ESRI Reshapes its Proprietary Mapping System Into an Open Crowdsourcing Platform, Raising a Challenge for Google

7/16/10Follow @bvbigelow

In the plenary session that kicked off the ESRI International User Conference this week in downtown San Diego, ESRI founder and president Jack Dangermond demonstrated the features of ArcGIS.com, a free website the company recently launched that allows ordinary folks to create their own maps.

Dangermond also highlighted a free mobile app that the private, Redlands, CA-based company created for the iPhone and iPad, as well as various community “crowdsourcing” initiatives that are making use of other free resources to create “intelligent” maps of city parks. With its new ArcGIS for Apple iOS and the new website, which can be accessed using Safari and Firefox, ESRI has now extended its mapping technology well beyond its traditional Windows-based market. ESRI’s David Cardella tells me they also are working on an Android app, and just started work on an app for Windows 7 Mobile.

ESRI conference displays

ESRI conference displays

“Our initiatives here are to access services and to bring community resources back to the user,” Dangermond told the audience.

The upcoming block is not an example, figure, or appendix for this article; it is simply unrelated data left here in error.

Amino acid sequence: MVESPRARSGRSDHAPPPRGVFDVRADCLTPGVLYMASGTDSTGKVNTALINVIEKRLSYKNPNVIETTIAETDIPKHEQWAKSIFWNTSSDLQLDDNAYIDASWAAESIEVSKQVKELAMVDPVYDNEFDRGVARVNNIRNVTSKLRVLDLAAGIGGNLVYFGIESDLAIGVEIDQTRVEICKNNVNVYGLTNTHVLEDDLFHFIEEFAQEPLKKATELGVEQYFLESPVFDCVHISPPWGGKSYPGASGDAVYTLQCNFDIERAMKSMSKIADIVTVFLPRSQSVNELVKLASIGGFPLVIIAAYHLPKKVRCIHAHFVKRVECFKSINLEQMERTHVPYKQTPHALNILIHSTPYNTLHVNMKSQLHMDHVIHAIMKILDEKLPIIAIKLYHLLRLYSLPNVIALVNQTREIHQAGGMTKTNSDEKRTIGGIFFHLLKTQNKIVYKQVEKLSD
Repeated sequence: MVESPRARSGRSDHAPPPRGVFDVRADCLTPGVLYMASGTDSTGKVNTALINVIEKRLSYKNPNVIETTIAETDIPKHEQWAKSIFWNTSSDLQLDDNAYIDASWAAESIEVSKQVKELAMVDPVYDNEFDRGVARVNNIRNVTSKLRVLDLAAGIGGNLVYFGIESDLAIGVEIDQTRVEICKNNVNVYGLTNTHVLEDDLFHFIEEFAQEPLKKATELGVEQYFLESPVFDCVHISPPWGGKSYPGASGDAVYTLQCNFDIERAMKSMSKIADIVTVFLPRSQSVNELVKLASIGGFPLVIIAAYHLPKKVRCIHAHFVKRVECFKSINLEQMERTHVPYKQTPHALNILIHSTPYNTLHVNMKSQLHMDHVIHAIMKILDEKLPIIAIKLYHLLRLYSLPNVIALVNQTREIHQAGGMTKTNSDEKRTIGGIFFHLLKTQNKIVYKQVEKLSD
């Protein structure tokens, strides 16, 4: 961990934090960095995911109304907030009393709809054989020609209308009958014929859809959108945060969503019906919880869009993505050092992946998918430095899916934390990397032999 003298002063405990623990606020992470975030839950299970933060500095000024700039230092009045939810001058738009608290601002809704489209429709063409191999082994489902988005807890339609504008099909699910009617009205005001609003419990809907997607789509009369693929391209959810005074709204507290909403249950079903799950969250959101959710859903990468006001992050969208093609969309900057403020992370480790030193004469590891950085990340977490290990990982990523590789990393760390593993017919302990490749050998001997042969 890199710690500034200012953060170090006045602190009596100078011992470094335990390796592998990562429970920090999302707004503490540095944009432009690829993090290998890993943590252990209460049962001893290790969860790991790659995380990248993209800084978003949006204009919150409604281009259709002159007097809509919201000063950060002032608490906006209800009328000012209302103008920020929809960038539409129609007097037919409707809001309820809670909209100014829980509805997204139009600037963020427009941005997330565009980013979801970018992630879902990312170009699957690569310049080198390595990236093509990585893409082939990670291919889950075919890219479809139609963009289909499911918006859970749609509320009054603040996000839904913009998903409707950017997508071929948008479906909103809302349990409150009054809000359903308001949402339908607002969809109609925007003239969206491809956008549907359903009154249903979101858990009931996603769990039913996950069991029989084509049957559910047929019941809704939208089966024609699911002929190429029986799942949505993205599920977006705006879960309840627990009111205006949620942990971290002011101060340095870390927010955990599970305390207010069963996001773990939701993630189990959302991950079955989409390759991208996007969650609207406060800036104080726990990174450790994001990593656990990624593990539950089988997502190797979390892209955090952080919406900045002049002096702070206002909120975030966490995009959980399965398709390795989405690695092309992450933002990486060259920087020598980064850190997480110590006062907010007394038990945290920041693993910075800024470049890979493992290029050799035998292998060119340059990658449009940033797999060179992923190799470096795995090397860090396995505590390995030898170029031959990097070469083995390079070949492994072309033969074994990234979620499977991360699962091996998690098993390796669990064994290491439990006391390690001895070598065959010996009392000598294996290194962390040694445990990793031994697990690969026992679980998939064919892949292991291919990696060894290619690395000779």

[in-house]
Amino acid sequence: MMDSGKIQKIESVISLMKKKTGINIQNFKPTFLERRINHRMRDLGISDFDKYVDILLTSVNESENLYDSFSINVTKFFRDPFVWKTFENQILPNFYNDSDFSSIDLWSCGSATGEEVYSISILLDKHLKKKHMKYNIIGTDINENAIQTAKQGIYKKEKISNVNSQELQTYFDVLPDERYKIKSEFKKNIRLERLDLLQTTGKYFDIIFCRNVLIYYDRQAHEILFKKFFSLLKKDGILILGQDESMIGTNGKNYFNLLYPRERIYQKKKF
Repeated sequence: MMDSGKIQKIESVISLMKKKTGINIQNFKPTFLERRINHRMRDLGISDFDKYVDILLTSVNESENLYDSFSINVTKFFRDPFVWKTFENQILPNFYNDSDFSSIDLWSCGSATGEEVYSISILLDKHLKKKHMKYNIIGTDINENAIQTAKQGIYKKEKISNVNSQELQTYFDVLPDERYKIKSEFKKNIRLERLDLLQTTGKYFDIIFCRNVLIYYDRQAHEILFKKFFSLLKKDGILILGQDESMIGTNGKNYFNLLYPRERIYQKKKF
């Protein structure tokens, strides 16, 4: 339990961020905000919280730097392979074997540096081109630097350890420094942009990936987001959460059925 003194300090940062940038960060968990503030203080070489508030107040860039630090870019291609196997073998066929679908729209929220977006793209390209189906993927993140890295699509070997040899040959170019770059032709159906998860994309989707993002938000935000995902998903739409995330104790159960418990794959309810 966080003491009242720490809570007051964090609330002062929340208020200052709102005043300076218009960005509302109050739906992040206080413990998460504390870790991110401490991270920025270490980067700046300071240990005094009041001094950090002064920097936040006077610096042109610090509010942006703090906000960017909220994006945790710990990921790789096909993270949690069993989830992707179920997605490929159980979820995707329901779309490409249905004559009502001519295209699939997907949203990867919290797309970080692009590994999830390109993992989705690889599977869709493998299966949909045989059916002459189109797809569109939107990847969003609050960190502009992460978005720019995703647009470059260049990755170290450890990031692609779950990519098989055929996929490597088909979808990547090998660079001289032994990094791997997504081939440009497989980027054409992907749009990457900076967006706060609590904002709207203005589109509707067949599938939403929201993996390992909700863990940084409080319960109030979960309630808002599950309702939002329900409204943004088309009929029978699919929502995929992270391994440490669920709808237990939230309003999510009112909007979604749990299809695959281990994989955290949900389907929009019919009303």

Even while ESRI released the tenth version of its proprietary ArcGIS program, a prominent theme of the conference this week was the democratization of its geographic information systems (GIS) technology. Since 1969, when Dangermond founded the business initially known as Environmental Systems Research Institute, the technology has evolved from proprietary systems that customers purchased and loaded onto their own computers into technology that’s also now available in free and open-source forms, like so much else on the Internet.

At ArcGIS.com, anyone can use the free online resources to create a map, starting with a base map (topographic, aerial view, street view, etc.) and adding layers of information (crime incident reports, real estate valuations, public transit routes, and other data). The result could be a map for a neighborhood watch group that shows crime hotspots along local bus routes or a realtor’s list of mountain homes adjacent to a ski area.